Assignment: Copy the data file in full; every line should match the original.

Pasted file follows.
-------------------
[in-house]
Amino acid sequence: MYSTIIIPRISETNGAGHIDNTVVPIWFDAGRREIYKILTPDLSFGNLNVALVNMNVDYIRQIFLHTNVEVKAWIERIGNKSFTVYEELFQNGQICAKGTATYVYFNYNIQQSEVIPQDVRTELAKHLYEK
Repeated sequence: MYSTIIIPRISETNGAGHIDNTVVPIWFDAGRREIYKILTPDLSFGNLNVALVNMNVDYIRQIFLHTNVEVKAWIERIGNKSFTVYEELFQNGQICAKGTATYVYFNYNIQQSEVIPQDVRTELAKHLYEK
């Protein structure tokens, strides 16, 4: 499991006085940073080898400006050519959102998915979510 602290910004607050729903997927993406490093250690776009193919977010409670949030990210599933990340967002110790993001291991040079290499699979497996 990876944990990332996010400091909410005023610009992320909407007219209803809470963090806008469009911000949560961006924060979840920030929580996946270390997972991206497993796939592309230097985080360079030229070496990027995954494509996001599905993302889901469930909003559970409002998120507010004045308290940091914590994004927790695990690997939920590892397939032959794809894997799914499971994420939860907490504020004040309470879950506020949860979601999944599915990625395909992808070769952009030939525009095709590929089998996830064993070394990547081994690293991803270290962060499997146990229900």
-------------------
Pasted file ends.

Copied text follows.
[in-house]
Amino acid sequence: MYSTIIIPRISETNGAGHIDNTVVPIWFDAGRREIYKILTPDLSFGNLNVALVNMNVDYIRQIFLHTNVEVKAWIERIGNKSFTVYEELFQNGQICAKGTATYVYFNYNIQQSEVIPQDVRTELAKHLYEK
Repeated sequence: MYSTIIIPRISETNGAGHIDNTVVPIWFDAGRREIYKILTPDLSFGNLNVALVNMNVDYIRQIFLHTNVEVKAWIERIGNKSFTVYEELFQNGQICAKGTATYVYFNYNIQQSEVIPQDVRTELAKHLYEK
């Protein structure tokens, strides 16, 4: 499991006085940073080898400006050519959102998915979510 602290910004607050729903997927993406490093250690776009193919977010409670949030990210599933990340967002110790993001291991040079290499699979497996 990876944990990332996010400091909410005023610009992320909407007219209803809470963090806008469009911000949560961006924060979840920030929580996946270390997972991206497993796939592309230097985080360079030229070496990027995954494509996001599905993302889901469930909003559970409002998120507010004045308290940091914590994004927790695990690997939920590892397939032959794809894997799914499971994420939860907490504020004040309470879950506020949860979601999944599915990625395909992808070769952009030939525009095709590929089998996830064993070394990547081994690293991803270290962060499997146990229900």